Our Rating: 9/10
Song of Horror, to this day, still get a lot of positive feedback on PC. It’s practically a must-have for anyone who enjoys the genre. And for good reason! Despite drawing on mechanics found in games like Until Dawn, it still manages to engage the player in the story uniquely.
Over the years, the survival horror genre has evolved significantly. A style that has always appealed to a specific group of players, and which now appears to be in the midst of one of its best periods, as more and more copies are released.
It’s a genre that’s still going strong thanks to independent studios that see it as an opportunity to grow as well as pursue a more creative vision. It’s always fascinating to see how each proposal tries to entice us into suspense traps.
This is precisely the case with Protocol Games. They are a Spanish studio that has once again resorted to the Lovecraftian approach. It is really prevalent in this genre. Between October 2019 and May 2020, Song of Horror was released on Steam in five episodes, with a Complete Edition now available for the PlayStation 4 and Xbox One consoles.
It all begins with Sebastien P. Husher, a fiction author who mysteriously vanishes with his family. His editor is concerned, so he dispatches an assistant to gather information, beginning with a search of the writer’s mansion.
Unfortunately for him, he will be surprised by what is at the root of the Husher family’s disappearance, which is most likely connected to a music box that sings a sinister melody and contains an evil entity known as “The Presence.”
This brings us back to the beginning of the game, where we meet the main characters for the first time. We can choose between four characters in the first episode (more will be available in subsequent episodes), and each one has a brief history as well as the importance of each characteristic that will influence gameplay later on.
The difficulty levels are divided by the names of well-known authors such as ETA Hoffman, MR James, Edgar Allan Poe, and HP Lovecraft, which is a curious feature. For those unfamiliar, the last two are famous for suspense and horror works. They are equivalent to the two most difficult levels of difficulty.
The peculiarity of the characters having permanent death is one of the central elements of Song of Horror. Something suitable for all levels of difficulty except the easiest.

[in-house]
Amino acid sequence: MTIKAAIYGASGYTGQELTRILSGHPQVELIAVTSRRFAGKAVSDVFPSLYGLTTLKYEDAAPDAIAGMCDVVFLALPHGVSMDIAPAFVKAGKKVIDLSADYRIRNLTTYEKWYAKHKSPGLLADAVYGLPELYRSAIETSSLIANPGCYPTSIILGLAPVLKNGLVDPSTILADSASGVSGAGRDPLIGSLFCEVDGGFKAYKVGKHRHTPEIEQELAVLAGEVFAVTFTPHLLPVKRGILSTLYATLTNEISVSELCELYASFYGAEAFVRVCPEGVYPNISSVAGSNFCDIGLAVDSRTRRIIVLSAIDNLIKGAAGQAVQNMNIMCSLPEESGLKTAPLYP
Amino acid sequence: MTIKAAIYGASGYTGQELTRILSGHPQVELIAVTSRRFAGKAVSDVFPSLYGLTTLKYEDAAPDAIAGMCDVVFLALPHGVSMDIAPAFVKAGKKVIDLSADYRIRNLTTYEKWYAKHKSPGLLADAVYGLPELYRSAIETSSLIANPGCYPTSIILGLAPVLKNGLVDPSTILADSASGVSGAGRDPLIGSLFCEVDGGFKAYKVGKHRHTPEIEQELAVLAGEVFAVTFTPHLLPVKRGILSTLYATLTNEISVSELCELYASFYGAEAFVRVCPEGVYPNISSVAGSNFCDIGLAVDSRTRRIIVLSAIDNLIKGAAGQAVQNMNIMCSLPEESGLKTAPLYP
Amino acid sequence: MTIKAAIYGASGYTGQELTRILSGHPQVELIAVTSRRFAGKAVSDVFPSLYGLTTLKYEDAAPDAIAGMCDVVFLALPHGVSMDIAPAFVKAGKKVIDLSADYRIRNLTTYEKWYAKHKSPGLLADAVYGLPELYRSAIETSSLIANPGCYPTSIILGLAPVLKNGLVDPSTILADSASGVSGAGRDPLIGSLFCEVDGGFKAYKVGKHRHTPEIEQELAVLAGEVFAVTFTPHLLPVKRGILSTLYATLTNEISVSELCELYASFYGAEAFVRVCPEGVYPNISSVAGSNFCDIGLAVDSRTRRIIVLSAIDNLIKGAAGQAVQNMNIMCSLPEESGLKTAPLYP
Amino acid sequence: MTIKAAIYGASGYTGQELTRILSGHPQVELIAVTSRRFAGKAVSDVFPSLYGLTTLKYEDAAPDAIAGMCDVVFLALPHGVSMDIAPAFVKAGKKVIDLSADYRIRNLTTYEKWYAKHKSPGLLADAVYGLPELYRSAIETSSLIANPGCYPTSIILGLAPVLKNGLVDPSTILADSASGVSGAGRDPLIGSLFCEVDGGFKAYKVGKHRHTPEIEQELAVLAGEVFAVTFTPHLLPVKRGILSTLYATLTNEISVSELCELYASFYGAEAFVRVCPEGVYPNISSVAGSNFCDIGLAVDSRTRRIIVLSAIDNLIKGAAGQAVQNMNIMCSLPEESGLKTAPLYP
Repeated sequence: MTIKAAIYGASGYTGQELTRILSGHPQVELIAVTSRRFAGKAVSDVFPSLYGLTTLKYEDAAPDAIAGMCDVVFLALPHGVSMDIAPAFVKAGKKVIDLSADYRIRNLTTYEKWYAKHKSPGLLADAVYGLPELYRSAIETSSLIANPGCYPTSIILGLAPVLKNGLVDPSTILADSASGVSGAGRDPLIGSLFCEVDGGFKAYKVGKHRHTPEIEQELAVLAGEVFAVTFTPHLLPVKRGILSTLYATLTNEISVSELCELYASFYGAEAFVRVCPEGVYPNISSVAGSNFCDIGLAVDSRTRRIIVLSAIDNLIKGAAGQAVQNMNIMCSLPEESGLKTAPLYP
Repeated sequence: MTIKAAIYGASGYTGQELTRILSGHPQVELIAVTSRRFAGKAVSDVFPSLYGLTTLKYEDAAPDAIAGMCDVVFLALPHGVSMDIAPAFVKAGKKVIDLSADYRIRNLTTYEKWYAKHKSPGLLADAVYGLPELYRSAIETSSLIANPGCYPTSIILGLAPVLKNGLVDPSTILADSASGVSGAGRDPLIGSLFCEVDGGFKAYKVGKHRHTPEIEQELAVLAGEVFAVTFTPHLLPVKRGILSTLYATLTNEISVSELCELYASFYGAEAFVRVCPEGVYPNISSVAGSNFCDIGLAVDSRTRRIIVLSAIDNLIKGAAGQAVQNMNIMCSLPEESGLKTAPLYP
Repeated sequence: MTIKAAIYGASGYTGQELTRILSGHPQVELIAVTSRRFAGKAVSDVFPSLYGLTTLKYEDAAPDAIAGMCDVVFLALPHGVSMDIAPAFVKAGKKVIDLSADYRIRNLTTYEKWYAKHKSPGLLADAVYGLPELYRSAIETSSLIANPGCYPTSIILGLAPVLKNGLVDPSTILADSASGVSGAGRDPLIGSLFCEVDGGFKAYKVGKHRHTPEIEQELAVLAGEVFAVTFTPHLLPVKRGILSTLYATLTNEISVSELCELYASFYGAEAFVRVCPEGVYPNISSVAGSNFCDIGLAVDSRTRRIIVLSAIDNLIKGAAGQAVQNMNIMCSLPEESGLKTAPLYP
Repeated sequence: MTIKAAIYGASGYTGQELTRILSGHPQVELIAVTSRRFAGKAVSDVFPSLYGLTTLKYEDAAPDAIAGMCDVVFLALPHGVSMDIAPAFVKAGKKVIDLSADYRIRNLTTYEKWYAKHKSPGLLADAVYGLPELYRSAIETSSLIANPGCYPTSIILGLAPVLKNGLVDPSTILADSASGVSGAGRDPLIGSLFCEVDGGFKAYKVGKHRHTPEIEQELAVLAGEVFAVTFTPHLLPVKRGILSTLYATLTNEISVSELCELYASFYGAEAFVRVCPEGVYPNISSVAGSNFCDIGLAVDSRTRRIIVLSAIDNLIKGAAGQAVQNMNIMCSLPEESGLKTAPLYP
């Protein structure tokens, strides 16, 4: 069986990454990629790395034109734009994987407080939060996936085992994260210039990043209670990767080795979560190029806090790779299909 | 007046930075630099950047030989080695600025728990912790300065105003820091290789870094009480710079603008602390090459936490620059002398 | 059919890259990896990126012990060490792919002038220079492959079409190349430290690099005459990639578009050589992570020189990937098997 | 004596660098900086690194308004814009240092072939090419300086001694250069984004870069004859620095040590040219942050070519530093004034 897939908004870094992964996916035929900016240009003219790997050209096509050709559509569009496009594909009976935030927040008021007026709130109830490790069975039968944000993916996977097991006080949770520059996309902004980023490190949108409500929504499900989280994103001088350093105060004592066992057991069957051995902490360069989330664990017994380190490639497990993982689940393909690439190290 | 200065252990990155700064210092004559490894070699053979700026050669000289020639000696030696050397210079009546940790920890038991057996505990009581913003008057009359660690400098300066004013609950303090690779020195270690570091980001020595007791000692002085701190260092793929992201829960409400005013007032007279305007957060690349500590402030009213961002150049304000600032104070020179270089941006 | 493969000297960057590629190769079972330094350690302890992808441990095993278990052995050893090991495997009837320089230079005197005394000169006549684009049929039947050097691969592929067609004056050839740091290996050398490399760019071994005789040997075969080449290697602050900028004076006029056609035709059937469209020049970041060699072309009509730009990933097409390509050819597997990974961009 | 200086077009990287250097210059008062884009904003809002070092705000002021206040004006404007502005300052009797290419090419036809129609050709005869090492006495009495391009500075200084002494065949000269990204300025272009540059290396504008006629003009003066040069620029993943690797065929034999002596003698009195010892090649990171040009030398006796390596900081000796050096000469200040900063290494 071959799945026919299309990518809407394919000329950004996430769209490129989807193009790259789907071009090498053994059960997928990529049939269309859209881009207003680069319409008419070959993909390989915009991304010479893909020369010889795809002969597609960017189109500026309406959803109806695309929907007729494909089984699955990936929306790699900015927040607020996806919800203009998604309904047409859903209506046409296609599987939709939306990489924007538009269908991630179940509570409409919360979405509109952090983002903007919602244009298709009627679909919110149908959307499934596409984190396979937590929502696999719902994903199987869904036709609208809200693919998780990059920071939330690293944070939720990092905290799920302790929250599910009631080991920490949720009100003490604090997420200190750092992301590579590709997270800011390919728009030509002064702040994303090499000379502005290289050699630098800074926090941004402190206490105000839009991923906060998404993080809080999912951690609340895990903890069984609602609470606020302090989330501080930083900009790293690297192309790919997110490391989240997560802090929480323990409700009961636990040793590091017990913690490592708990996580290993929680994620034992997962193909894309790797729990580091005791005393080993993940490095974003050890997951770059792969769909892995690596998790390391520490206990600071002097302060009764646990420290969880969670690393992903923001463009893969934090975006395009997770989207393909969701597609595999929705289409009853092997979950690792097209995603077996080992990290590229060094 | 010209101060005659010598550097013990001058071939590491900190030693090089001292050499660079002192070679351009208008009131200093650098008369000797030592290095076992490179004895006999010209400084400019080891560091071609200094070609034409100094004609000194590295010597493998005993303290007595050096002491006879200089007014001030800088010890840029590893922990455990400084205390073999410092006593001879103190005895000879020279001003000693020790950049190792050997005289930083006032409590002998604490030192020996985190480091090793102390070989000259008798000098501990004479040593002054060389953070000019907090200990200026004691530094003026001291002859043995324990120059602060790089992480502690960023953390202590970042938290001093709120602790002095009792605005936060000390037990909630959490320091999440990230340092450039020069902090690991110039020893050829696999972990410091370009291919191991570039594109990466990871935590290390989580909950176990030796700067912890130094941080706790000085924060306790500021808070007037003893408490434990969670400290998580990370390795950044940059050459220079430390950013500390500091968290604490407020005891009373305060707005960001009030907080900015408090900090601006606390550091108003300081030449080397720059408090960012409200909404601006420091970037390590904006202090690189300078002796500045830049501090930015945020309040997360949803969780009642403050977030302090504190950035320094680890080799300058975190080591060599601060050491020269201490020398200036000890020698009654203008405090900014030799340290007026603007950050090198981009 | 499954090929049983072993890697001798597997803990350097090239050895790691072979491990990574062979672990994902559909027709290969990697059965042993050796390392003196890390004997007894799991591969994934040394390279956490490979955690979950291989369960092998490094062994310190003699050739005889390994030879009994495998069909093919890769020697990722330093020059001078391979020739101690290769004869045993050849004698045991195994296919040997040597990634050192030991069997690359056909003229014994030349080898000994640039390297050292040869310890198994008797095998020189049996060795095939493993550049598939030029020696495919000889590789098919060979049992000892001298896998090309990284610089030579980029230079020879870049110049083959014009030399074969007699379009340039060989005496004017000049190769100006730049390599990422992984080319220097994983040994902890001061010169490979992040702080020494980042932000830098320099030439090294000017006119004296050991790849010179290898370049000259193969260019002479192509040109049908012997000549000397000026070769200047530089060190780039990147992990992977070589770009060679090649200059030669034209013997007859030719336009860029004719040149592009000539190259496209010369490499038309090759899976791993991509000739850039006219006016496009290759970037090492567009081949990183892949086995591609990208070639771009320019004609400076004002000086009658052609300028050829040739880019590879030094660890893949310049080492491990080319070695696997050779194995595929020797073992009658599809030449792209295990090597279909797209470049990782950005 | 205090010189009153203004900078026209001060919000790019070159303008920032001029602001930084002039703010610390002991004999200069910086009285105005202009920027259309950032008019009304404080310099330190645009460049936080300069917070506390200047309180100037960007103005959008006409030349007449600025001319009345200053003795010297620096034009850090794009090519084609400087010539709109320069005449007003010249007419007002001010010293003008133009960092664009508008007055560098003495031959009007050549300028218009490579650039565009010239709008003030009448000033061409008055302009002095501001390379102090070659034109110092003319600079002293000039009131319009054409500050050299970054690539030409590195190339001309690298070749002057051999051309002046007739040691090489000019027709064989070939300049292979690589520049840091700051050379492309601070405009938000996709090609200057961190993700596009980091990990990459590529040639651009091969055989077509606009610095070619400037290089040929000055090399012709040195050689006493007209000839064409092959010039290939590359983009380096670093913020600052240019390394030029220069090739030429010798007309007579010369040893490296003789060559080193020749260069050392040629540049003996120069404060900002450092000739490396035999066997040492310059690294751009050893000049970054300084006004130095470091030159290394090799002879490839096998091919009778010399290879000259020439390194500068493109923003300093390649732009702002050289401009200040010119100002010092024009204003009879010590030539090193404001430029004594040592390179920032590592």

It is suggested that we play on Edgar Allan Poe’s difficulty, as the game was created specifically to be experienced in this way, with artificial intelligence, or better known as The Presence, having an adaptable aspect that creates events that fit our pace and decisions.
It explores the macabre atmosphere of investigation. Similar to games like Silent Hill and Resident Evil, we unravel plot details through notes and other documents found. There’s also a strong puzzle element, in which we interact with and combine objects to advance through the story.
The flashlight we have helps to create tension, and it’s psychologically valuable because it’s the only thing keeping us from falling asleep in the dark. Scares are meticulous and strike when we least expect it, leaving us in a state of perpetual bewilderment.
It is precisely these emotions that will shape our reactions at the apex of fast-paced events, whose panic to press the right buttons will result in terrifying moments. However, it isn’t perfect. The fixed-cam perspective has flaws and can be aggravating, as it gets in the way far too often.
It’s a perspective that usually works in these games, as evidenced by the Supermassive Games titles and even the first Resident Evil, but it’s not tuned well in Song of Horror. The same thing happens when we interact with objects. It requires a degree of persistence when we want to be focusing on a specific location.
It doesn’t wow with its graphics, but it doesn’t let you down either, and it has a few redeeming qualities. The attention to detail in the decorations is astounding, always sinister and solemn, creating a fantastic atmosphere of anxiety and paranoia. The Presence usually manifests terrifyingly, accompanied by spectacular visual constructions.
Because music is so important in this game, it cannot be undervalued. All of the work that goes into making it happen is excellent. Whether it’s in the melodies that intertwine in suspenseful heights or the sound effects that scare us.
Song of Horror is a fantastic piece of work. The decision to release the game on consoles makes perfect sense. Fans of the genre will no doubt be euphoric. This Protocol Games title is a must-have for anyone who enjoys a good survival horror game. All thanks to a set of clever and well-thought-out ideas.